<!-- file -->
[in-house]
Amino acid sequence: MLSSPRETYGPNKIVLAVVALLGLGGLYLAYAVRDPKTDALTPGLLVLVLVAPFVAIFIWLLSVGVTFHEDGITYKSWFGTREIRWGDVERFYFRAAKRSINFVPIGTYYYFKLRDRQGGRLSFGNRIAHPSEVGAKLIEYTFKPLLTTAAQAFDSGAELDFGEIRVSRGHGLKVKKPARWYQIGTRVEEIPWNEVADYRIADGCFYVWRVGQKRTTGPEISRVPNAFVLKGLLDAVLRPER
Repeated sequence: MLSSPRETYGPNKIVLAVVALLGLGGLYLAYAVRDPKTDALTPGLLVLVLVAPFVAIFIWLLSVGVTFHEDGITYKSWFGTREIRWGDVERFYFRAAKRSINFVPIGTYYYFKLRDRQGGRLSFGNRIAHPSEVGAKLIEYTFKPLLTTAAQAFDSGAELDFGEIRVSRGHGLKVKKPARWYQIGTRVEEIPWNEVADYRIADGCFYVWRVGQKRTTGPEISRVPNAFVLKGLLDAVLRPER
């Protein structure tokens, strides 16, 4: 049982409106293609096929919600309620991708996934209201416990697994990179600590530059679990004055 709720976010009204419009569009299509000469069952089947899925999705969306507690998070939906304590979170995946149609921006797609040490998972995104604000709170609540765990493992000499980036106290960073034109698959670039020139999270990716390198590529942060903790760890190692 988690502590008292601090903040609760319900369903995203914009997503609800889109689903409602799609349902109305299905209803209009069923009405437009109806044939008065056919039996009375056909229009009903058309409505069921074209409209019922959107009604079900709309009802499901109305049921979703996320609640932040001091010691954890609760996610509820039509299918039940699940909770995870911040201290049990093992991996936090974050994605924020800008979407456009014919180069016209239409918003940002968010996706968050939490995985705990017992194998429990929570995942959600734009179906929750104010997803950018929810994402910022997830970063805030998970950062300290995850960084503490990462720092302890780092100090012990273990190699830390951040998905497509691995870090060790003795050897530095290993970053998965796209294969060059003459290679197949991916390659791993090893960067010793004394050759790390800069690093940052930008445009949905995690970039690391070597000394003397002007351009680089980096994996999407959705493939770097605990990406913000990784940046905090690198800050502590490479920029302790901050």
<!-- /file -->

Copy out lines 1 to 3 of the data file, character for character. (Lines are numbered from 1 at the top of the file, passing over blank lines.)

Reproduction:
[in-house]
Amino acid sequence: MLSSPRETYGPNKIVLAVVALLGLGGLYLAYAVRDPKTDALTPGLLVLVLVAPFVAIFIWLLSVGVTFHEDGITYKSWFGTREIRWGDVERFYFRAAKRSINFVPIGTYYYFKLRDRQGGRLSFGNRIAHPSEVGAKLIEYTFKPLLTTAAQAFDSGAELDFGEIRVSRGHGLKVKKPARWYQIGTRVEEIPWNEVADYRIADGCFYVWRVGQKRTTGPEISRVPNAFVLKGLLDAVLRPER
Repeated sequence: MLSSPRETYGPNKIVLAVVALLGLGGLYLAYAVRDPKTDALTPGLLVLVLVAPFVAIFIWLLSVGVTFHEDGITYKSWFGTREIRWGDVERFYFRAAKRSINFVPIGTYYYFKLRDRQGGRLSFGNRIAHPSEVGAKLIEYTFKPLLTTAAQAFDSGAELDFGEIRVSRGHGLKVKKPARWYQIGTRVEEIPWNEVADYRIADGCFYVWRVGQKRTTGPEISRVPNAFVLKGLLDAVLRPER